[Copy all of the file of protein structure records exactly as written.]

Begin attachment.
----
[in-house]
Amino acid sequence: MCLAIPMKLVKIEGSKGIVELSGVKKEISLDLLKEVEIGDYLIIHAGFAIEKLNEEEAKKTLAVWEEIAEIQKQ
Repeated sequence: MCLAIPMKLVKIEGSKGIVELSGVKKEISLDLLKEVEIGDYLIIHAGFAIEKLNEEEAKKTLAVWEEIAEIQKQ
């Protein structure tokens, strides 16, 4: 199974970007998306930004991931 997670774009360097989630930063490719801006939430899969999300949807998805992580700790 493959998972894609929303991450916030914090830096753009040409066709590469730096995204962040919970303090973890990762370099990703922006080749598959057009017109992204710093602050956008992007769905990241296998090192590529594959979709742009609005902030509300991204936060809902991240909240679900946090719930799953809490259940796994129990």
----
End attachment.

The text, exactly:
[in-house]
Amino acid sequence: MCLAIPMKLVKIEGSKGIVELSGVKKEISLDLLKEVEIGDYLIIHAGFAIEKLNEEEAKKTLAVWEEIAEIQKQ
Repeated sequence: MCLAIPMKLVKIEGSKGIVELSGVKKEISLDLLKEVEIGDYLIIHAGFAIEKLNEEEAKKTLAVWEEIAEIQKQ
């Protein structure tokens, strides 16, 4: 199974970007998306930004991931 997670774009360097989630930063490719801006939430899969999300949807998805992580700790 493959998972894609929303991450916030914090830096753009040409066709590469730096995204962040919970303090973890990762370099990703922006080749598959057009017109992204710093602050956008992007769905990241296998090192590529594959979709742009609005902030509300991204936060809902991240909240679900946090719930799953809490259940796994129990």